Fanny and Alexander
Ingmar Bergman! 1982! Fanny! Alexander! Fifth Avenue Cinema.
The Found Footage Festival
See Film, this issue. Hollywood Theatre.
Like the claustrophobic, blood-splattered WWII tank in which it's largely set, Fury rumbles on, solidly, brutally doing its job. ERIK HENRIKSEN Various Theaters.
Getting to Know YouTube
Local presenters fire up YouTube and explore "the boundaries of what tubes and you were meant for." Hollywood Theatre.
Gone With the Wind
Someday, far in the future, once all the old people have finally died off, we'll all be able to publicly admit that this movie isn't very good. Hollywood Theatre.
The Great Invisible
See review this issue. Cinema 21.
John Waters' 1988 classic. On Fri Dec 5 and Sun Dec 7, Hairspray will be followed by films from Shorty Shorts: A Queer Film Festival. Clinton Street Theater.
Hiroshima Mon Amour
Alain Resnais' Hiroshima Mon Amour is widely credited with catapulting the French New Wave into existence, and for good reason: Resnais used a screenplay by experimental novelist Marguerite Duras, crews in France and Japan, and quick cuts mirroring memory (revolutionary for the time) to make a movie that isn't so much about the bombing of Hiroshima, but about the impossibility of describing the horrors of World War II on screen. Resnais' leads, Eiji Okada and Emmanuelle Rivas, are perfectly cast as a Japanese architect and a French actress who discuss violence and forgetting before never seeing each other again. MEGAN BURBANK Cinema 21.
See review this issue. Fox Tower 10.
Horrible Bosses 2
Here's the legacy of Horrible Bosses 2, the inscription on its gravestone, its one-sentence summary in some future compendium of unasked-for sequels: "The movie where Jennifer Aniston tells someone to poop on her." ALISON HALLETT Various Theaters.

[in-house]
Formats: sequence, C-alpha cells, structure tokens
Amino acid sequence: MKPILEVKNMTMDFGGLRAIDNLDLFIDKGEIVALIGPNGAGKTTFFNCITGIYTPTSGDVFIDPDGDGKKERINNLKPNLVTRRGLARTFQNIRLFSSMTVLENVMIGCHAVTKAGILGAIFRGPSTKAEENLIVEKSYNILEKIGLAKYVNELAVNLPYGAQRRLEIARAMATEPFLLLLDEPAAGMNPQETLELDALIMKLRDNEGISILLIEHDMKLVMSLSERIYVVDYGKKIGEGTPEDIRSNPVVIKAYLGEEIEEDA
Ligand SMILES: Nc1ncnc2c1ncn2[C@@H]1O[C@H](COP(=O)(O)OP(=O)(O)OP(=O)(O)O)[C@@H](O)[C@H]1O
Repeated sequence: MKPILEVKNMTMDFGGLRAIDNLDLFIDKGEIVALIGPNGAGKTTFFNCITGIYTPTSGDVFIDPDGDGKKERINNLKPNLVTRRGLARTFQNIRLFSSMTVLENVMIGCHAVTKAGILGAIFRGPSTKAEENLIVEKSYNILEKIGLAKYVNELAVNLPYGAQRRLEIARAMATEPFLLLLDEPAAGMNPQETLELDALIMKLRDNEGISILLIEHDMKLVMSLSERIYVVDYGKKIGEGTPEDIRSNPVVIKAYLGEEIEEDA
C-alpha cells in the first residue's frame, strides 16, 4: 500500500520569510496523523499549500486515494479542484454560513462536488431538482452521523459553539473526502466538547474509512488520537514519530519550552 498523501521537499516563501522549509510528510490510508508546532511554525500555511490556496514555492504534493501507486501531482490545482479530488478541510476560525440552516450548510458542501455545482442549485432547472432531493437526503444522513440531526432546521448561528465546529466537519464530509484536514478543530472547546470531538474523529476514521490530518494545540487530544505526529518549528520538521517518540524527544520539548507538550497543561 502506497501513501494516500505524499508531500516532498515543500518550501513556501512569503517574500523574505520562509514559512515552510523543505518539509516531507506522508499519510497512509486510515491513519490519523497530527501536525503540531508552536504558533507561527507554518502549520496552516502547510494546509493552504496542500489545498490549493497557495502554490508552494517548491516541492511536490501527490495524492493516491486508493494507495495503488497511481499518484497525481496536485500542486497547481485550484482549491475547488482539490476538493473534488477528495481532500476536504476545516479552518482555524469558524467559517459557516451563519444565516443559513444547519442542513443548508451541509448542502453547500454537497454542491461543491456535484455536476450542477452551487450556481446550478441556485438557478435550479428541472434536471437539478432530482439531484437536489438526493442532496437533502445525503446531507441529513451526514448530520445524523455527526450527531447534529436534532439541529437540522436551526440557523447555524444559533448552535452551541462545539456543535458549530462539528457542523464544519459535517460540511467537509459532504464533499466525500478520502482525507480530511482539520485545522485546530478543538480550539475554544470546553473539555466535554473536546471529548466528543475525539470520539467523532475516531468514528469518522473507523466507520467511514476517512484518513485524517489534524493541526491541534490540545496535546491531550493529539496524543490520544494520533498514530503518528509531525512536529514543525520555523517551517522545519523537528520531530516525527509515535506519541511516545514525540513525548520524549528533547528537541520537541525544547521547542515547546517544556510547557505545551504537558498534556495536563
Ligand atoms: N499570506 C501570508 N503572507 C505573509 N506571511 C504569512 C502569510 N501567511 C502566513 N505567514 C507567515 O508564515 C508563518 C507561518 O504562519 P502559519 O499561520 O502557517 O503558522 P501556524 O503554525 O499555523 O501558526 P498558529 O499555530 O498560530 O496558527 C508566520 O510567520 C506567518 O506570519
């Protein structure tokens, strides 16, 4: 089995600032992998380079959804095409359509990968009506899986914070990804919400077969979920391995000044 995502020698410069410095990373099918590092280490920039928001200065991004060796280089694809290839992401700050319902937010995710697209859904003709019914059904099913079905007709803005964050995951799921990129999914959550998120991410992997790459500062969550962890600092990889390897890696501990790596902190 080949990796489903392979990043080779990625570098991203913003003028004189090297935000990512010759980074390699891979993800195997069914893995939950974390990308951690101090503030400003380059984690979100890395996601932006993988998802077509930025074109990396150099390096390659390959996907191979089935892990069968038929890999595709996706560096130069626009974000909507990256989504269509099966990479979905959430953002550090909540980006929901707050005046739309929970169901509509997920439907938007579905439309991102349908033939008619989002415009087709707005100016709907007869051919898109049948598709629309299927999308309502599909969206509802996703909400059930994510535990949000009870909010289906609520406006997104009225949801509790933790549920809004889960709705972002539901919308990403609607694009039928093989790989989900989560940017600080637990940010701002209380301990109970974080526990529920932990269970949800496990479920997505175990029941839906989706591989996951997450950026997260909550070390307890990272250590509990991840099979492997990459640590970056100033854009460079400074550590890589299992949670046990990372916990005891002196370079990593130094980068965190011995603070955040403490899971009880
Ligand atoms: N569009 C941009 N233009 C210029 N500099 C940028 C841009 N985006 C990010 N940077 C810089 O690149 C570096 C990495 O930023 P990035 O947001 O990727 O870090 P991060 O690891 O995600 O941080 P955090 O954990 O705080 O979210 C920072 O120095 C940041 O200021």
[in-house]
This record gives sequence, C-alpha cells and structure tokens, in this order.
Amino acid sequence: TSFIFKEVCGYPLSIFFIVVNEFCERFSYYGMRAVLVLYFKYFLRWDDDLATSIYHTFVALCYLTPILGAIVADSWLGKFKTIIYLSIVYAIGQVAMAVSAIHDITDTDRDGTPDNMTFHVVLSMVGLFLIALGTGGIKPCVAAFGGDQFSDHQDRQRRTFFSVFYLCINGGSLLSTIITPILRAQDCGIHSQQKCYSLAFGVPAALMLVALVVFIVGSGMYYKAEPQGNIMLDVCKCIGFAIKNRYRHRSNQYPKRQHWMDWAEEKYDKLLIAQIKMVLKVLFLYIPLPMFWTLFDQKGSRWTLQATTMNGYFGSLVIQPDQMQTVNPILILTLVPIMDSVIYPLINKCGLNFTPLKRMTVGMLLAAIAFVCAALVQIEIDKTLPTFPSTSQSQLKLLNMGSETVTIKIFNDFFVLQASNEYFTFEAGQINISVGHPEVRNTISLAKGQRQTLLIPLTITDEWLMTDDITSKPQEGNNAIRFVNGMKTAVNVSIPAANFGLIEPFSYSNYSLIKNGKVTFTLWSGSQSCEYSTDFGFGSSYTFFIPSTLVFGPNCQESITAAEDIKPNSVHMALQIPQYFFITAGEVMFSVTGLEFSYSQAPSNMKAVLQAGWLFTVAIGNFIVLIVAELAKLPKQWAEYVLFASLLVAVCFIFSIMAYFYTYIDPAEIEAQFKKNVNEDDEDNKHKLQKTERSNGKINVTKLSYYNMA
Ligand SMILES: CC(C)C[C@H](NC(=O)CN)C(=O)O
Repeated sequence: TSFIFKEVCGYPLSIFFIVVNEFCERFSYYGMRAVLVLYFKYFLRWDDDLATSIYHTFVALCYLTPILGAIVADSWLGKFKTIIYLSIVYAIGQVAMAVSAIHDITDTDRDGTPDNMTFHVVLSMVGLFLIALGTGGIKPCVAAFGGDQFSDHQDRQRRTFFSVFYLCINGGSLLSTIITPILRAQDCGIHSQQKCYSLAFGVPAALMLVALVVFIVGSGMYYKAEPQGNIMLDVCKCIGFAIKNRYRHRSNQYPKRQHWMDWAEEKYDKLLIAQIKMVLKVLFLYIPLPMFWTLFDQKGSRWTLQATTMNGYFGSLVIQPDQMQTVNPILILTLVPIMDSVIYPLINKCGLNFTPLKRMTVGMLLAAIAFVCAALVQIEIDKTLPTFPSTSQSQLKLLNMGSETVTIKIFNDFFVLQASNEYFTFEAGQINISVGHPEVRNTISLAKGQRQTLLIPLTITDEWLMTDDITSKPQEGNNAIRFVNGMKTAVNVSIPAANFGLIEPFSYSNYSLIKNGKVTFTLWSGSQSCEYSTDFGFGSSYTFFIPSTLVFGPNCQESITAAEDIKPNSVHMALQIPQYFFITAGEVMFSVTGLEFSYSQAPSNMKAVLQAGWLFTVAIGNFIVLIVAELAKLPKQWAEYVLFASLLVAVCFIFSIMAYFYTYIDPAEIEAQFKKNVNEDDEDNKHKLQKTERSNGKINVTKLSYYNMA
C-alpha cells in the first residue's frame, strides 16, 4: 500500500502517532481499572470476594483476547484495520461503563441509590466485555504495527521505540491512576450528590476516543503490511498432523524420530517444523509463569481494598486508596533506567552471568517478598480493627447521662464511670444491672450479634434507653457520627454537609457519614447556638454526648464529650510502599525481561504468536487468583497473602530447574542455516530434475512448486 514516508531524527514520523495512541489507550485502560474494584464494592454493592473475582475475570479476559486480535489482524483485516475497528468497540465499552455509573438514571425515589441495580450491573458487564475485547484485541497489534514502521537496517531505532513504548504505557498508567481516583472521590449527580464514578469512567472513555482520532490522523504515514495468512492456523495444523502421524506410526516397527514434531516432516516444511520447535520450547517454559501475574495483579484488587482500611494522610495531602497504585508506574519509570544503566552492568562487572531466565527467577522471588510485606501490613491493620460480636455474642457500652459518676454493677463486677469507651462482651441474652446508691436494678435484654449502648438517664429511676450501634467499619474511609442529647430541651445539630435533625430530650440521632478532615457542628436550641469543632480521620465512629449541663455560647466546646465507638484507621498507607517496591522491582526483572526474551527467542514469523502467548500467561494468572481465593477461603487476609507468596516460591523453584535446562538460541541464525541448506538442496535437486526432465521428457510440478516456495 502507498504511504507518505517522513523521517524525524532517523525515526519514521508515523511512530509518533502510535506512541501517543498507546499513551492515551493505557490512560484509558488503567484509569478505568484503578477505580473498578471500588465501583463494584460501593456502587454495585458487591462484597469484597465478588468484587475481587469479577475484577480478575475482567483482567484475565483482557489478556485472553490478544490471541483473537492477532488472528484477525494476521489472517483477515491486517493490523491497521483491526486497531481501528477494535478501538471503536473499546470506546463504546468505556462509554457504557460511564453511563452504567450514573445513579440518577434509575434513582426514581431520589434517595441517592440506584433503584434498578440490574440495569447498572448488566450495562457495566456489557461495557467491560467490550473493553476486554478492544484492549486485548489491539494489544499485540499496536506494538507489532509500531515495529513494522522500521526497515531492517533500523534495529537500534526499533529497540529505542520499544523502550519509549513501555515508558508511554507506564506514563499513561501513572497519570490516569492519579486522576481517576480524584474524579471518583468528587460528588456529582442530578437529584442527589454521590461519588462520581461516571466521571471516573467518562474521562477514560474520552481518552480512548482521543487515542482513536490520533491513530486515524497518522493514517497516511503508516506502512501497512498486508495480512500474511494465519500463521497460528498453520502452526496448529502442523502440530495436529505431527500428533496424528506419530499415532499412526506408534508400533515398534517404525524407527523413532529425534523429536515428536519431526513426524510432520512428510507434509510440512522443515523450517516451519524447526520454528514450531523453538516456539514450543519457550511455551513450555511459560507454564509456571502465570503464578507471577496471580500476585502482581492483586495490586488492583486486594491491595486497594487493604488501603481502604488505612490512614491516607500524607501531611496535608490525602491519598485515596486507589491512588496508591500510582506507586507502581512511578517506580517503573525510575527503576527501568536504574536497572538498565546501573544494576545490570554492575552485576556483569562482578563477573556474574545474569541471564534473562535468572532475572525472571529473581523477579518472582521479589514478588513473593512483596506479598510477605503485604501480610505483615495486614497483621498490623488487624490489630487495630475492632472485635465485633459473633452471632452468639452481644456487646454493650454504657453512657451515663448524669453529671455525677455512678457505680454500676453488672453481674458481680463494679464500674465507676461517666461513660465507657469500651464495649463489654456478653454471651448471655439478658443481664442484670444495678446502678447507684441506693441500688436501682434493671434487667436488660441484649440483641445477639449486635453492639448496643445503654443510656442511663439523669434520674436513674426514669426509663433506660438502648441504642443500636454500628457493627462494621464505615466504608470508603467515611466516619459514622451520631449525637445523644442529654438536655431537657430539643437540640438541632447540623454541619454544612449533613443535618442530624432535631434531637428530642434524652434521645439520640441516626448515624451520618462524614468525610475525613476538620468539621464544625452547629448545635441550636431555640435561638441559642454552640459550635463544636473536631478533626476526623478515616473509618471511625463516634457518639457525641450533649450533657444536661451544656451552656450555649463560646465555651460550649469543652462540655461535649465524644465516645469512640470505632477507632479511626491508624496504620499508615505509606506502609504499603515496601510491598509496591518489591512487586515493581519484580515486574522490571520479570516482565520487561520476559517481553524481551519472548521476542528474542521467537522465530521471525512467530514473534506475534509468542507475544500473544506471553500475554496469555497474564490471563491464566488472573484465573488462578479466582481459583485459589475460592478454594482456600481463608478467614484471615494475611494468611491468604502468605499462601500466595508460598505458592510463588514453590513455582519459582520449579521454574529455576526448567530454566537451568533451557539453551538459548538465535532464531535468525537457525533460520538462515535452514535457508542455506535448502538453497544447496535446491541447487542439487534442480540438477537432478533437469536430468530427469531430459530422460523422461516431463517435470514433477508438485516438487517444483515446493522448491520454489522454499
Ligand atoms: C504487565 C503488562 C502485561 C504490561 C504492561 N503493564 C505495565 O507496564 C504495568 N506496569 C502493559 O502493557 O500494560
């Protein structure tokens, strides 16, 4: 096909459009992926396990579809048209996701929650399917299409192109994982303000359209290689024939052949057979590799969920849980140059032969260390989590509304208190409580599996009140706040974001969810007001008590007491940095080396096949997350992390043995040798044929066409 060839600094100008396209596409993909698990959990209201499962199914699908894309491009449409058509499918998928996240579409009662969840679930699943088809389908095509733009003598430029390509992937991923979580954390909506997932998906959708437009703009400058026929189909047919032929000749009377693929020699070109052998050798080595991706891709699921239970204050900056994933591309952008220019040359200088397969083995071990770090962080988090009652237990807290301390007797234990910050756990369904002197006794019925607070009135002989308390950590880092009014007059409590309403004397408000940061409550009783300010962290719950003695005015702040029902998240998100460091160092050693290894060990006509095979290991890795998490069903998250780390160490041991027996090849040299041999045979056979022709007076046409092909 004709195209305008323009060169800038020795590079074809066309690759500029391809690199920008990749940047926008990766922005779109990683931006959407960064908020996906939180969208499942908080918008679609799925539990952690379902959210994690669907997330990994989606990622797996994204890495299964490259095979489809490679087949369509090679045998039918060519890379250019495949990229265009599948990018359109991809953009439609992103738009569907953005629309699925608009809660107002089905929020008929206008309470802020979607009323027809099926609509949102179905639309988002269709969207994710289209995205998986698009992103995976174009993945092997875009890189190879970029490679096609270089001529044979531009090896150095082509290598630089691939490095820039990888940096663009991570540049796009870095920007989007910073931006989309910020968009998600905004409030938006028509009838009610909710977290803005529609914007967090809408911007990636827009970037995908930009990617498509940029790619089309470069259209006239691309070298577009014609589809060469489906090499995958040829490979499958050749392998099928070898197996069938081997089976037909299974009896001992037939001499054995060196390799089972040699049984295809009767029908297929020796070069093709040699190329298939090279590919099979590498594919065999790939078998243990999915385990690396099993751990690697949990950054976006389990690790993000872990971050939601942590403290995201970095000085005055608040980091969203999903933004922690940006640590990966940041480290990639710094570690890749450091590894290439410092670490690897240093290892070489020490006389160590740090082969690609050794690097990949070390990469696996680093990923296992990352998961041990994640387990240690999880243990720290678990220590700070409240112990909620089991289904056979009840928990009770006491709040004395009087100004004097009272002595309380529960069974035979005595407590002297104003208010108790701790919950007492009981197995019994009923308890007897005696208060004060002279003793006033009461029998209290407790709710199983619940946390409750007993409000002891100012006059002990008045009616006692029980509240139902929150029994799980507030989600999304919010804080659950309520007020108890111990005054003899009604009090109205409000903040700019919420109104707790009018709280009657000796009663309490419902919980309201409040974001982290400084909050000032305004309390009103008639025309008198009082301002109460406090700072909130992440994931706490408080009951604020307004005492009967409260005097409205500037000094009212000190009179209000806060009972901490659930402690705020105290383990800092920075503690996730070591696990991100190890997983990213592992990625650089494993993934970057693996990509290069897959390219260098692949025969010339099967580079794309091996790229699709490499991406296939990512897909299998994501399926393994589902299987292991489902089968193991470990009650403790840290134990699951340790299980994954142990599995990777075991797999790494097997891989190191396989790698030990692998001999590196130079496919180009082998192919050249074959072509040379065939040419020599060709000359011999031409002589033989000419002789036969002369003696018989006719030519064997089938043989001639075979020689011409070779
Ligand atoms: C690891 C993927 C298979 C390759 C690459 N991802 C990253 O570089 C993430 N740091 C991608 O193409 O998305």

The Hunger Games:
Mockingjay Part I
Mockingjay Part I is The Empire Strikes Back of The Hunger Games, which is to say that things don't look good for anyone. Jennifer Lawrence's Katniss finds herself in the cone-shaped underground city of District 13, where the seemingly trustworthy but definitely shifty President Alma Coin (Julianne Moore, whose truly bizarre colored contacts distract from what is otherwise a solid performance) is in charge, assisted by game-master Plutarch Heavensbee (Philip Seymour Hoffman, whose presence is reassuring, then sad). MEGAN BURBANK Various Theaters.
See My, What a Busy Week! Hollywood Theatre.
To say too much about the journey of Cooper (Matthew McConaughey) and his small team of astronauts—Amelia (Anne Hathaway), Doyle (Wes Bentley), Romilly (David Gyasi), and two friendly robots (!)—would kneecap Interstellar's eye-widening moments of fear, excitement, melancholy, and above all else, discovery. ERIK HENRIKSEN Various Theaters.
See Film, this issue. NW Film Center's Whitsell Auditorium.
Like the best Keanu Reeves characters, John Wick is a man of few words. He lets his actions speak for themselves. Given that John Wick is an action movie, he ends up saying quite a bit; given that John Wick is a really fucking good action movie, what he says is great. ERIK HENRIKSEN Various Theaters.